Sam: I find it interesting that Barack Obama seems to be trying to sweep away 9-11 as if it was some sort of remnant of the previous administration. Do you think he will ever reopen the 9-11 investigations?
Ed: Absolutely not. The last thing you will ever see Barack Obama do is indulge in adventure. I believe that George W. Bush was a corporatist, I believe that Bill Clinton was a corporatist and I believe Barack Obama is a supreme corporatist. His acts of benevolence have primarily benefited corporations in every case.
Sam: Where do you get the time and the passion for all your different causes and activities?
Ed: Well I have a wonderful assistant that keeps me informed and guides me, and it doesn’t take that much time to utter an opinion.
Sam: In your career you have had sixteen Emmy nominations, eight Emmy Awards and five Golden Globes. Does getting these awards ever become mundane to you?
Ed: Never. I don’t think I’ll win any more awards because I am not as uncontroversial as I was then. Every time you take a stand on anybody you always lose a vote or two.
Sam: So that’s why all the “middle of the road” stuff always seems to win.
Ed: Oh yeah, and the actor who does not want to jeopardize his potential vote-getting will not make the kind of utterances that I have made in the past.
Sam: But you’re well known for your honesty and integrity.
Ed: When the attacks first started on me because of El Salvador I expected to fade into that long good night and never been seen again. Every time they attacked me they made some kind of lying accusation that always made me feel compelled to respond in kind and try to preserve the truth. My agent at the time said that I probably would have faded into the long good night, but by staying in the press and shooting my mouth off I preserved my longevity.
Sam: What got you to go into voice acting? You’ve done everything from J. Jonah Jameson to Jabba the Hut. A lot of people seem to be going in that direction.
Ed: Yeah. They’re going for work anywhere. For me voice acting work is as rewarding and exciting as anything else. I started on radio, remember. You try to incorporate into your voice everything that your body and face would emit, but you don’t have your body and face so you just do the voice. It’s wonderfully intimidating and challenging to do books. To do fifty to a hundred characters – kids, women, accents. It’s long work but good exercise.
Sam: I read one reviewer that had seen Up where they wrote that after your performance they believed that the Academy should create a new category to include voice acting. Do you think that this could happen?
Ed: I don’t know but I do think it’s a good idea. Not that I would want to achieve it for myself but I think it is worthwhile.
Sam: You have a lot of projects on the go, but what is next for you? What is left that you haven’t done that you want to do.
Ed: (Laughs) Leap tall buildings.
Sam: (Laughs) So you want to play the next Superman.
Ed: Yeah…yeah! Well, I am going back on the road in September with FDR and I will take that into March of next year. I have another one man show that I think is one of the most beautiful things I have ever read, about a Holocaust survivor going through dementia. It’s beautifully written by a young lady who is unheralded and unknown but, boy, does she deserve to be recognized.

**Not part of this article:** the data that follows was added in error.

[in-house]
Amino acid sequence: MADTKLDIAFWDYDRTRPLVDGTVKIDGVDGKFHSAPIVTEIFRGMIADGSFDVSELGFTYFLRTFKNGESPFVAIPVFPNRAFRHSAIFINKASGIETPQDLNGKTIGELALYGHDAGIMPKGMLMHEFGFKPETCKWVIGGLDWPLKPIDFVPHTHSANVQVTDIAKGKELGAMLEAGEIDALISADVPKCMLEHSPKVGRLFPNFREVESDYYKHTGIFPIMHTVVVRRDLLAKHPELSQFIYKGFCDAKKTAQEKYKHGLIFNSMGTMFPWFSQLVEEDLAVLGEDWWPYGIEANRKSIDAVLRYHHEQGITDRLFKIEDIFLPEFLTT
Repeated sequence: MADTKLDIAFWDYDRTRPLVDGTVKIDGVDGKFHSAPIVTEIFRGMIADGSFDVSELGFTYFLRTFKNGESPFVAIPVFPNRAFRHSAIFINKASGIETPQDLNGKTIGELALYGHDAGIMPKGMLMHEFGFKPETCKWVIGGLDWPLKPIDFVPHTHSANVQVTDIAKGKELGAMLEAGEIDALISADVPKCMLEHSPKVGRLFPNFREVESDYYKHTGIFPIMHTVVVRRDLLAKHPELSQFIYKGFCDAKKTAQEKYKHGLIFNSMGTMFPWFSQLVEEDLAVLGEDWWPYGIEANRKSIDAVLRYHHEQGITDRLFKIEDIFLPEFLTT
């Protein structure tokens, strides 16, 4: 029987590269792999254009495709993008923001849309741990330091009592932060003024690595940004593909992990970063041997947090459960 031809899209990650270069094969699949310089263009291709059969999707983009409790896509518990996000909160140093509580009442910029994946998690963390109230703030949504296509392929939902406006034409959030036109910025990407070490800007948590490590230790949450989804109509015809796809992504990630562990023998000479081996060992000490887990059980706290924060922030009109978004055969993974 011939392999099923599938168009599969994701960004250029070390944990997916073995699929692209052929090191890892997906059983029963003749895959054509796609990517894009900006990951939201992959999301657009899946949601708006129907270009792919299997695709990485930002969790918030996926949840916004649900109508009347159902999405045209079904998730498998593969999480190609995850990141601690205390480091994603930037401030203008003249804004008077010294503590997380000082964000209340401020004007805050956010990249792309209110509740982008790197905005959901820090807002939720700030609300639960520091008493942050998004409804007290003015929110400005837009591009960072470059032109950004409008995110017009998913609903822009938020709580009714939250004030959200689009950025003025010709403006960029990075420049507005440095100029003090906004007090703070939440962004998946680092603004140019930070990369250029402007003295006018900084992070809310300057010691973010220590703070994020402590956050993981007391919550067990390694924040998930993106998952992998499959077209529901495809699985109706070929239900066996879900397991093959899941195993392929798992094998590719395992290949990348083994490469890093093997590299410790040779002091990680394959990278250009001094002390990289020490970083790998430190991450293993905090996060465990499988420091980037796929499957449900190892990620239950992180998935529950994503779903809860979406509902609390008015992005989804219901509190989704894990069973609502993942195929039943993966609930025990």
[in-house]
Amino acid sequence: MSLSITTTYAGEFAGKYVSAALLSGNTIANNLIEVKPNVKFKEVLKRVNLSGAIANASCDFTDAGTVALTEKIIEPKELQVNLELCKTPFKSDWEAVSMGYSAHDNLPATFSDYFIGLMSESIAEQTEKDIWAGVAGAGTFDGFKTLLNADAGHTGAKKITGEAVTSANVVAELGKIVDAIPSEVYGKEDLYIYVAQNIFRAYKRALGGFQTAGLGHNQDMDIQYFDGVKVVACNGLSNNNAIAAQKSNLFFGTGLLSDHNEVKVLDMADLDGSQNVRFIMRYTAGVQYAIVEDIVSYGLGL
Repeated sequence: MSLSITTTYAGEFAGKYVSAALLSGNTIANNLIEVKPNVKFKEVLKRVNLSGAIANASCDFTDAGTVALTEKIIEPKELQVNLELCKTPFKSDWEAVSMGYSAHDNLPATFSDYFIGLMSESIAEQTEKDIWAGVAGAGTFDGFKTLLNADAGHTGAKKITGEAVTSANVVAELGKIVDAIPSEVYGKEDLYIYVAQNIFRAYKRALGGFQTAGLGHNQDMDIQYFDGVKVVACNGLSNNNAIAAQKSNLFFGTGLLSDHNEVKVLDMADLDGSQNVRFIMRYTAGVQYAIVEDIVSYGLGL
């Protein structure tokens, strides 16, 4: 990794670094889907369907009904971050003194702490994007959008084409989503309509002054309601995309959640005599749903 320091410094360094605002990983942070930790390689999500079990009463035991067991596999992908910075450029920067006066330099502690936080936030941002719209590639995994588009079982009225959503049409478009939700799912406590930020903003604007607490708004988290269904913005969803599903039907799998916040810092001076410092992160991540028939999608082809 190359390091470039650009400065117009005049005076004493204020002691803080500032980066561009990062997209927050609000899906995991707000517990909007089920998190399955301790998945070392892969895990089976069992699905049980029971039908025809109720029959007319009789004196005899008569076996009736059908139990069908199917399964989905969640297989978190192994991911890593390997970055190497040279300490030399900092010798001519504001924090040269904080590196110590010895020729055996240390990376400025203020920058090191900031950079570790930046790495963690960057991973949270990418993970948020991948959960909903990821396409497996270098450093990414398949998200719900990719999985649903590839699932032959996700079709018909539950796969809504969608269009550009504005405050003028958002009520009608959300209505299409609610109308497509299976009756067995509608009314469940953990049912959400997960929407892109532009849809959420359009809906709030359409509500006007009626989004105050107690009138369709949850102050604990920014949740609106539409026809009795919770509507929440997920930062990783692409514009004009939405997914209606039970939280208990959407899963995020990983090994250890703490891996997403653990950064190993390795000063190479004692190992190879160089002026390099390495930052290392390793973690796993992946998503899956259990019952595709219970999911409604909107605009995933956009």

Sam: What’s her name?
Ed: Emily Beck.
Sam: When do you think that will go on stage?
Ed: Well I’m having a bitch of a time getting it committed to memory so it’ll go on the stage whenever I feel confident enough to get up there and do it.
Sam: Will it be a traveling production, or in LA?
Ed: It will be traveling until I can get my feet wet.
Sam: That sounds intense.
Ed: It is. It was done in Chicago by Emily’s father. I don’t know how it was received. I don’t care about how it was received. It’s got to be put out there to at least have a day in the sun.
Sam: What is the name of the production?
Ed: Number of People.
Sam: Is there anything else that I missed that you want to talk about?
Ed: My son may want to go up to Canada to the University of British Columbia so you better reserve a space for him.
Sam: (Laughs) Well I can try to lobby the school! I don’t think I have that sort of power up in Canada.
Ed: Oh, after talking to you I think you have power that you don’t know about.
Sam: I think that is a compliment.
Ed: It is. Sam, you’re a good guy.
Sam: I try.
Ed: You succeed.
A compliment from Ed Asner could be one of the highest compliments that someone can get. A man of strong opinions and even stronger convictions, Ed Asner is not someone who minces words. This is what has made Ed Asner one of the most respected and honoured actors in television history. Now in his 80’s, he shows no signs of slowing down. With eight new projects in various stages of production, he is once again one of the busiest actors in Hollywood. Ed Asner is a true living pop culture legend of the highest calibre whose presence has been felt across multiple generations, and will continue to make an impact for years to come.
NOTE: I would like to thank Edward Asner’s publicist Mr. Charles Sherman for arranging this interview. Thank you for believing in the work that we do at PCA and your continuing support in connecting us with some of the biggest pop culture icons in entertainment history. Your support is truly appreciated.